Home blood pressure (BP) telemonitoring and pharmacist case management reduce BP, but cost-effectiveness assessments are mixed. We examined the incremental cost-effectiveness of this intervention vs usual care in Canadians with cerebrovascular disease. A Markov decision model cost-utility analysis examining community-residing, high-risk patients with a recent nondisabling cerebrovascular event was created. A lifetime time horizon and health care payer perspective were used. Achieved BP, future cardiovascular risks, and attendant consequences on quality-adjusted life years and Canadian dollar costs were modeled. BP telemonitoring was assumed to occur for 3 months, then quarterly. Life tables were used to determine overall mortality, adjusted by cardiovascular disease mortality. Relative efficacies of intervention-associated BP lowering, resource use, and costs were obtained from Canadian published literature. Reduction in systolic BP of 9.7 mmHg was used in the base case; subsequently, robust sensitivity analyses were conducted. The results showed that, over the lifetime horizon, telemonitoring with case management led to net health care savings of $1929 Canadian and increased per-patient QALYs by 0.83. These findings were robust to sensitivity analysis, with the intervention remaining dominant or highly cost-effective. Increasing telemonitoring costs by 50% still resulted in the intervention being dominant; if the costs of telemonitoring plus case management were 2-3 times base case cost, incremental cost-effectiveness was $1200-$4700 per quality-adjusted life year gained. In conclusion, home BP telemonitoring and pharmacist case management poststroke lowered costs and improved QALYs. Strategies and funding for broad implementation of this dominant strategy should be implemented.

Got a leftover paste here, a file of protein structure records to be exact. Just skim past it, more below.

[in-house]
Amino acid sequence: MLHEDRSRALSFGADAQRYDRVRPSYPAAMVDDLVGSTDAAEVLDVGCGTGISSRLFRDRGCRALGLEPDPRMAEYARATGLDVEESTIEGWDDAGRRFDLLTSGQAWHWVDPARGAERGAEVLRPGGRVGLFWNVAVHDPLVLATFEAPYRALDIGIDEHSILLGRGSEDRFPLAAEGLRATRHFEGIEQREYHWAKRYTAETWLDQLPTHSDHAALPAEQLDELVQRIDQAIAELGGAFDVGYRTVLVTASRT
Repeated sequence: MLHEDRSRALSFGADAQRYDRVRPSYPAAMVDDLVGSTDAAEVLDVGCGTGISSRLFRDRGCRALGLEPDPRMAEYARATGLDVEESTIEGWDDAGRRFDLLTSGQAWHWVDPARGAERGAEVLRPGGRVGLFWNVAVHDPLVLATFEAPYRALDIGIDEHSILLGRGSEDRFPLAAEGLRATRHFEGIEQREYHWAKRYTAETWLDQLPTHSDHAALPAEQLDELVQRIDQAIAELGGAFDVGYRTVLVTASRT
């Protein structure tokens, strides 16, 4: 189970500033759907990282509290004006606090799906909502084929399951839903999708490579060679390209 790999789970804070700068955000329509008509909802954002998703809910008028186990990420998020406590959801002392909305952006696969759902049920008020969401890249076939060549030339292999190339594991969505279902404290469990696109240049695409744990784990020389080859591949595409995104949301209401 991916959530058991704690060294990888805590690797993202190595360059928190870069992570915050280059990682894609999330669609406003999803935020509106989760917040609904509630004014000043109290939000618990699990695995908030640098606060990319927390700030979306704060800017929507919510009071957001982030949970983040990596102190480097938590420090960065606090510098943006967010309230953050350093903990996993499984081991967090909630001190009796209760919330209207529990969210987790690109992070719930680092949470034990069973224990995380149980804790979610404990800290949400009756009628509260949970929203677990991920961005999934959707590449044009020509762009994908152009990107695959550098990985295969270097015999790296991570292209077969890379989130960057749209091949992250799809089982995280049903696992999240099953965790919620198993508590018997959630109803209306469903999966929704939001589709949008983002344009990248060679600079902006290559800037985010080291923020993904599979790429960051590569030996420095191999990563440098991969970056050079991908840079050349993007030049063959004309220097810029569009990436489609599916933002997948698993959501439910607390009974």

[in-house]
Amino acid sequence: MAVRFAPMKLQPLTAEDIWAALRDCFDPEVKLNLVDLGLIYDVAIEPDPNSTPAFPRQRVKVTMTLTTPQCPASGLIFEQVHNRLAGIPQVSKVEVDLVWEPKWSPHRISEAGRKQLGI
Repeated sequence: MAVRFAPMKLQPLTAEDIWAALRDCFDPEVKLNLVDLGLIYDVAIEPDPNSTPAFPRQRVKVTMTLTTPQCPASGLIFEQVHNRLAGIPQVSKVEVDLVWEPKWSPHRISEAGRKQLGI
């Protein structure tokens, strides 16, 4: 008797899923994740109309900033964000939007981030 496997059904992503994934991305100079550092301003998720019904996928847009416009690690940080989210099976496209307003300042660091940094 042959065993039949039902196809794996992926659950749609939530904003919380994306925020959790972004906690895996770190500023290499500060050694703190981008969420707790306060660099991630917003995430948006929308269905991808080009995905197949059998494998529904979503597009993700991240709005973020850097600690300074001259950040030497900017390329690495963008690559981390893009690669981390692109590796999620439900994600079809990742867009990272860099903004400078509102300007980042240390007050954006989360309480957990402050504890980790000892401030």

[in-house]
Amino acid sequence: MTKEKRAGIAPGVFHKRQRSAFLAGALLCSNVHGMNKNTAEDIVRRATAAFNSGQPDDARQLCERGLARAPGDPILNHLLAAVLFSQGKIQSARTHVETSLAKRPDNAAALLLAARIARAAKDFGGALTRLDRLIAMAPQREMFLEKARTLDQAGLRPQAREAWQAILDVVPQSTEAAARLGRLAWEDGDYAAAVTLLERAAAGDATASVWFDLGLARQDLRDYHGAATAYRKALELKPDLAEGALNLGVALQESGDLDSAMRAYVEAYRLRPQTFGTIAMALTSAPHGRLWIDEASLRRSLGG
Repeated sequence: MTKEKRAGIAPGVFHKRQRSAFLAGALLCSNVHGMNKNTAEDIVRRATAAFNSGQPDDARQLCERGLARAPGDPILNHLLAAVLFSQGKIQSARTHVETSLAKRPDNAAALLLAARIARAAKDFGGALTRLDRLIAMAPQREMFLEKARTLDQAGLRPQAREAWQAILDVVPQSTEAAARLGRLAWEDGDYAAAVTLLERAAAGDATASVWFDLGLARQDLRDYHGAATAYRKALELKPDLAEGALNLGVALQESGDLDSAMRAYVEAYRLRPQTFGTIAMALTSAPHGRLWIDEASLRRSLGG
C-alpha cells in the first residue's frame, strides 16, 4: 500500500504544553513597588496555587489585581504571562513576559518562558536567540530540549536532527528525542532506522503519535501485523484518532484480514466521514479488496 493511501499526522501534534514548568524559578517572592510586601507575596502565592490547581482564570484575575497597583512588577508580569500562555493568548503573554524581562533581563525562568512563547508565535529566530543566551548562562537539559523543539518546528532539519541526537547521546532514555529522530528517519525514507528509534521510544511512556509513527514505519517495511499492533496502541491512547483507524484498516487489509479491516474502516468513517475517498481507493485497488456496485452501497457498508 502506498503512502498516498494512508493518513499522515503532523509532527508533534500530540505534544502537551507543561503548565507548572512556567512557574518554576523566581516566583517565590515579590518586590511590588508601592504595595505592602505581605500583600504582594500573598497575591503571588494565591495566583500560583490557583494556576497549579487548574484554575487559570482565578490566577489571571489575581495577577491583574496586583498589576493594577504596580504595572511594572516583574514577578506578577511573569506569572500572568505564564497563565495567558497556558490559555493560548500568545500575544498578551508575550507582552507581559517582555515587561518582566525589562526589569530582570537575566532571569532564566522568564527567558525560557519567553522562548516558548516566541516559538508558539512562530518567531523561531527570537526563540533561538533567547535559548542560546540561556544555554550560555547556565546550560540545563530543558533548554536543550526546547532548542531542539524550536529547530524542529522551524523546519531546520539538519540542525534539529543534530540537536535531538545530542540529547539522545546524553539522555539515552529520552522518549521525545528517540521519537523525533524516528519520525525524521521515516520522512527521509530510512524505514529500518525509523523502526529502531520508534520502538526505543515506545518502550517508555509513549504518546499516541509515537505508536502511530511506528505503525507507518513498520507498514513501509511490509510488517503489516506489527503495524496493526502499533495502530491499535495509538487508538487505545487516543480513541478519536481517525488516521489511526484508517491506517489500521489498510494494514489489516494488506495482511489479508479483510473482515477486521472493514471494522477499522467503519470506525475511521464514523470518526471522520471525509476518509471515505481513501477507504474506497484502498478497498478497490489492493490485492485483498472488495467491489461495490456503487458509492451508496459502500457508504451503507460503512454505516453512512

Keywords: blood pressure telemonitoring; case management; hypertension; pharmacist; secondary prevention; stroke.
©2018 Wiley Periodicals, Inc.